The other day, in my review of the House finale, I mentioned that one of my basic rules in life is that a series finale will always be disappointing - think of the furore after The Sopranos cut to black. It seems that, no matter what a series finale tries to do, it will inevitably disappoint a large percentage of the audience who were expecting something else.
In fact, I'm so convinced of this tenet of TV watching that one of the first things I ever had published was a panicky piece in a major magazine, titled "Why Do Audiences Hate TV Finales?", which ran ahead of the Lost finale back in 2010.
There are plenty of examples: one of the most famous is St Elsewhere, whose fans will tell you that the final few moments, in which the entire show was revealed to be playing out in the mind of a young boy, left them feeling cheated. Roseanne went the "it was all a dream" route, too. And ALF fans will tell you that their favourite comedy should never have ended with the titular alien life-form being apprehended by the government.
Recently ended The Killing might eventually qualify, with its two seasons culminating in a silly finale that revealed the truth behind Rosie Larsen's murder to be much more contrived than necessary. I think the finale was an unavoidable result of bad storytelling throughout. Since the show hasn't been renewed yet it might never get a chance to redeem itself.
I've watched my fair share of bad finales - and I'd love you to share yours in the comments section, below. But in the meantime, here are my six most hated series finales ever. I shouldn't need to say this, but SPOILERS FOLLOW ...
Seinfeld (1998): Despite the fact that 76.3 million viewers made it the third most viewed finale ever, behind M*A*S*H and Cheers, most people were annoyed by an episode which put the characters in a stupid situation (arrested and on trial, charged with doing nothing, an inside joke about the nature of the show). It was a just a frustrating hour of telly, light on laughs but heavy on pointless cameos by minor characters from past episodes.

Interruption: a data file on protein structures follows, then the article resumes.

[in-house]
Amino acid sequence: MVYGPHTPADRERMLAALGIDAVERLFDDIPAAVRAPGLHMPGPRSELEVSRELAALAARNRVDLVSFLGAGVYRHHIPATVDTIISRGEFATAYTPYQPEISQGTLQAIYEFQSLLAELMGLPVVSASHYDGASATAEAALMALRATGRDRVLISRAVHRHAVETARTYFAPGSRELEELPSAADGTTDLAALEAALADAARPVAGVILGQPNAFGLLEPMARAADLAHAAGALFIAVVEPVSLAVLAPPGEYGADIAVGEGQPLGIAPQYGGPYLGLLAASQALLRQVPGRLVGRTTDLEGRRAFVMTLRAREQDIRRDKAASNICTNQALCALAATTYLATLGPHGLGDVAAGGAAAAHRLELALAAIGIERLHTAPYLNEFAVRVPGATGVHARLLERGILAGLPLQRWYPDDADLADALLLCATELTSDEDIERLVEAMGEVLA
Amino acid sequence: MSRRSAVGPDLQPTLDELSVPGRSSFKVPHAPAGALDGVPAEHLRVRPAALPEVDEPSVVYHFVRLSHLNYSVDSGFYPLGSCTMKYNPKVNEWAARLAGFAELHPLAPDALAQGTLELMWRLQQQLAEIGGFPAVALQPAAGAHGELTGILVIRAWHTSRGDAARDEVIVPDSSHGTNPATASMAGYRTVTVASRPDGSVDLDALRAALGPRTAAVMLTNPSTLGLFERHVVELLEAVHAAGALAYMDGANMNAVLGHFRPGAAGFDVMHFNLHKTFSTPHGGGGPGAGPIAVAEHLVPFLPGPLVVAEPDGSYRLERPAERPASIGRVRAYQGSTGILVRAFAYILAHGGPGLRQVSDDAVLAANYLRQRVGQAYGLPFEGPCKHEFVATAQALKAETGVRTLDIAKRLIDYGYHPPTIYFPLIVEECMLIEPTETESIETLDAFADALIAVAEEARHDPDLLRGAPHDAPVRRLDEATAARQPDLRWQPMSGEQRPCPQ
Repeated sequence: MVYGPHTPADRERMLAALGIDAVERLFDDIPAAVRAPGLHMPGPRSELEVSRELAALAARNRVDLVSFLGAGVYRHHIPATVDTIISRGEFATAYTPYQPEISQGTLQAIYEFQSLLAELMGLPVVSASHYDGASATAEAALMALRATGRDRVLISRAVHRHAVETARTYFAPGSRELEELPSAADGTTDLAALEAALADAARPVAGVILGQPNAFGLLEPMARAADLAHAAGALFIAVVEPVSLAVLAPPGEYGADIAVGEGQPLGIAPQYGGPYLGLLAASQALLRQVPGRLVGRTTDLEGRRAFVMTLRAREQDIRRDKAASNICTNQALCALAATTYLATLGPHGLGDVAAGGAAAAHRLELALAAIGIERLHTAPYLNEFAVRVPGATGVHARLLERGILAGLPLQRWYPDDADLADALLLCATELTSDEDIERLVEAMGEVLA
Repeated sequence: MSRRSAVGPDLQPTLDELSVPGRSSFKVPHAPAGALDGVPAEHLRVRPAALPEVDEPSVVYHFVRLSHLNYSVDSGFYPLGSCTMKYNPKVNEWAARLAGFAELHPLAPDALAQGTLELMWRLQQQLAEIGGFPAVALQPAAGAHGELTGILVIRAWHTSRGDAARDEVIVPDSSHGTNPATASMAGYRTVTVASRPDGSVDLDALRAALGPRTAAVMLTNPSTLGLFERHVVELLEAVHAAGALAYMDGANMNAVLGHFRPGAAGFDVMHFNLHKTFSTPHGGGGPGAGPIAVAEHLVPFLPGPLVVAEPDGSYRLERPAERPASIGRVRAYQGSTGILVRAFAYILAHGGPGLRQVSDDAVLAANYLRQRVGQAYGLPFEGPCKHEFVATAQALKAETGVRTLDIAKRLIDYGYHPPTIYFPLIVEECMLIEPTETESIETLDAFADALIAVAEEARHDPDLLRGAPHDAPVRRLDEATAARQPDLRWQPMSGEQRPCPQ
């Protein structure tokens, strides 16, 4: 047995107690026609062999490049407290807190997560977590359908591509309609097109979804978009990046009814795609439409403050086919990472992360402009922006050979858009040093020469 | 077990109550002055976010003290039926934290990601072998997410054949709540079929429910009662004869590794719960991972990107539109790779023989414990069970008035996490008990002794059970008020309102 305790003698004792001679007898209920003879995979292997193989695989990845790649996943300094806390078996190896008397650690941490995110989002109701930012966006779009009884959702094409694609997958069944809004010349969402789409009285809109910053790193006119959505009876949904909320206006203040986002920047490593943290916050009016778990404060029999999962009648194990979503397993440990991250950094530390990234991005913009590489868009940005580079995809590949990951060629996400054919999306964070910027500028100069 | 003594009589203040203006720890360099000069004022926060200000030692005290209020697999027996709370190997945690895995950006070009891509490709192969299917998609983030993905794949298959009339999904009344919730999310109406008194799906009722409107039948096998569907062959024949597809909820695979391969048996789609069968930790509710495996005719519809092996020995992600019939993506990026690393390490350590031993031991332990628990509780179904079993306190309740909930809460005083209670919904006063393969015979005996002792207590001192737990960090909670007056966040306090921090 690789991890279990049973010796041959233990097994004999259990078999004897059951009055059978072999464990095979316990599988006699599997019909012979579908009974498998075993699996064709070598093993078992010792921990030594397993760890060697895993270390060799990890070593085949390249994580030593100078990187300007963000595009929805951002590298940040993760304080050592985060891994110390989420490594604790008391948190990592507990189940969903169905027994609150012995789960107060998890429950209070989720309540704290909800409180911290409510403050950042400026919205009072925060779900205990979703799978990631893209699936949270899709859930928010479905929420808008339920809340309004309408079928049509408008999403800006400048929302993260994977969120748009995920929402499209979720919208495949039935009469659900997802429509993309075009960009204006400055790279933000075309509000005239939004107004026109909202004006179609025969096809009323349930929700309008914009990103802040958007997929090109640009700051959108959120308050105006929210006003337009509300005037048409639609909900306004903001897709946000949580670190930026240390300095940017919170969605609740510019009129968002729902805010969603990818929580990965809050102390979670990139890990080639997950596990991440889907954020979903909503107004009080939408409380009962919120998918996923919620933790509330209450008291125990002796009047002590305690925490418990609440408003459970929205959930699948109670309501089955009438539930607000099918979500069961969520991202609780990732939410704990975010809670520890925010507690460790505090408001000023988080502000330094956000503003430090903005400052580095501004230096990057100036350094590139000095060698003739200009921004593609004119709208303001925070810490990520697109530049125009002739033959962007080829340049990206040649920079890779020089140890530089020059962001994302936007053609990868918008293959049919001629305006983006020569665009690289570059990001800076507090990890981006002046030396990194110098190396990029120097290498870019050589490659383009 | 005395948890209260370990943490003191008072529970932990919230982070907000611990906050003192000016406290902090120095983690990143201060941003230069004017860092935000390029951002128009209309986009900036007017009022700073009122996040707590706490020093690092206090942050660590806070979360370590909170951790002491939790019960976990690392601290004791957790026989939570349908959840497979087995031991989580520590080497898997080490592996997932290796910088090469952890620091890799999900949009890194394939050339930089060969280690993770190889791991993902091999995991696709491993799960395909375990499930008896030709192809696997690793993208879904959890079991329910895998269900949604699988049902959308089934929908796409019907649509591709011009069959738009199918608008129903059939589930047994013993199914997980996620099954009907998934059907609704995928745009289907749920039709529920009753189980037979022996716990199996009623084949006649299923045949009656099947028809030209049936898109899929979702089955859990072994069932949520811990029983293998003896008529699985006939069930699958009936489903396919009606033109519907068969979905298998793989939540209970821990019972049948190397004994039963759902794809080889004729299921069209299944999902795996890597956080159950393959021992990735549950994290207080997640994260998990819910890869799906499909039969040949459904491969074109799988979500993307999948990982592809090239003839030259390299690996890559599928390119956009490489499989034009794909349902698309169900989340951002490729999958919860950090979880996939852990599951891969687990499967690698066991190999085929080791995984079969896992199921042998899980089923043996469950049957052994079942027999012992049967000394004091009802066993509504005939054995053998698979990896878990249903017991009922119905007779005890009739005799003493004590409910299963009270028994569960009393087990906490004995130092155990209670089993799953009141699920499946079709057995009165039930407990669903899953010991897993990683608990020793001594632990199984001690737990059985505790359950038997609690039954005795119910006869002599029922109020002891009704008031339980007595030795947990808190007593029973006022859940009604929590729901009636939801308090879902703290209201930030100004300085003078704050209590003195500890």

The X Files (2002): I started watching the antics of Mulder and Scully in the mid-90s with the first season. In fact, I would say that The X Files kickstarted my love of television. I even wrote about my love of the first four seasons, here. But those last few seasons, starting around the turn of the millennium, got so bad that the finale seemed more a mercy killing than a glorious conclusion.
Friends (2004): It's hard for a sitcom to wrap things up for good - most don't have extended storylines to draw to a close and producers are stuck giving us a half hour farewell. Except that the producers on Friends also threw in even more of Ross & Rachel and their supremely annoying on-off relationship - the very thing that had turned off most fans, including me, by the time the 10th season came to a close.
Life on Mars US (2009): The British version was named after a David Bowie song and followed Sam Tyler, a cop who time-travels back to the 1970s after a car accident in 2006 - the genius of the show being that it was unclear whether Tyler had actually gone back in time, was stuck in a coma, or was just losing his mind. The US version made me forever sceptical of American remakes of foreign shows by dispensing with that mystery, revealing that Tyler was imagining everything in the past while stuck in some kind of cryostasis chamber on a manned mission to the planet Mars. Get it? Life on Mars! Ha HA!
Battlestar Galactica (2009): BSG is arguably the greatest sci-fi show ever made, but that finale ... I mean, having the survivors and the cylons makes peace with each other is one thing. But then revealing that the events had happened in the distant past and that the remaining survivors were the seed of civilisation? Repeat after me: the journey is more important than the destination, the journey is more important than the destination.
Lost (2010): As soon as the sixth season started with the writers introducing new characters and giving us more questions than answers, I knew that I was in for a disappointing conclusion. The on-island story, with the remaining survivors/candidates going to war against Smokey-Locke, was fine, but that flash-sideways stuff was a huge misstep from the start. Were the castaways all dead? Were the sideways scenes supposed to be some kind of non-denominational heaven? I don't really know. I don't really care. Lost is probably still my favourite show ever, though.
What is your most hated TV series finale of all time? Do you agree that finales usually disappoint?
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